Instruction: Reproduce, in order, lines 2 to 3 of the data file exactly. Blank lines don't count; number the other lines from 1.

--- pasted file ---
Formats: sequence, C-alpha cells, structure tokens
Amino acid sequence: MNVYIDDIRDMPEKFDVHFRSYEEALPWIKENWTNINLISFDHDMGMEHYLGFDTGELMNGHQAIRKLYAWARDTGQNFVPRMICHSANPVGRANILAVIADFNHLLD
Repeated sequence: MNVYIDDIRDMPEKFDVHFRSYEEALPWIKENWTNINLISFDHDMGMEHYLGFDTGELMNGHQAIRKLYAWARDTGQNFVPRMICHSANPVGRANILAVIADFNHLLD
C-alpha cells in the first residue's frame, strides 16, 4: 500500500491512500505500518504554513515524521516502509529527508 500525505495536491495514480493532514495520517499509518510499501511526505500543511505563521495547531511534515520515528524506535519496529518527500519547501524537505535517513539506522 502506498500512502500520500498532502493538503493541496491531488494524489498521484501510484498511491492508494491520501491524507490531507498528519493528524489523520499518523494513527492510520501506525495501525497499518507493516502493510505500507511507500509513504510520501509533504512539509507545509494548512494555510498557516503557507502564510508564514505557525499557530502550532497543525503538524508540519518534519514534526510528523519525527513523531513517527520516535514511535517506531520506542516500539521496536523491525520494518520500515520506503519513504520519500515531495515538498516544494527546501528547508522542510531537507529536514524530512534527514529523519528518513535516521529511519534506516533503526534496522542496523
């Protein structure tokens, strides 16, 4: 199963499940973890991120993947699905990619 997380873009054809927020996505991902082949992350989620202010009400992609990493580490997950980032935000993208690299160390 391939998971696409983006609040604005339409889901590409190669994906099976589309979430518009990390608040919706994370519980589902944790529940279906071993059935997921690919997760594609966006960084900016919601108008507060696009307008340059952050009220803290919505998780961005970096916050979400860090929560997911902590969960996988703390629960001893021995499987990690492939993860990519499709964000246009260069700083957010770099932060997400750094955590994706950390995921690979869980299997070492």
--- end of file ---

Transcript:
Amino acid sequence: MNVYIDDIRDMPEKFDVHFRSYEEALPWIKENWTNINLISFDHDMGMEHYLGFDTGELMNGHQAIRKLYAWARDTGQNFVPRMICHSANPVGRANILAVIADFNHLLD
Repeated sequence: MNVYIDDIRDMPEKFDVHFRSYEEALPWIKENWTNINLISFDHDMGMEHYLGFDTGELMNGHQAIRKLYAWARDTGQNFVPRMICHSANPVGRANILAVIADFNHLLD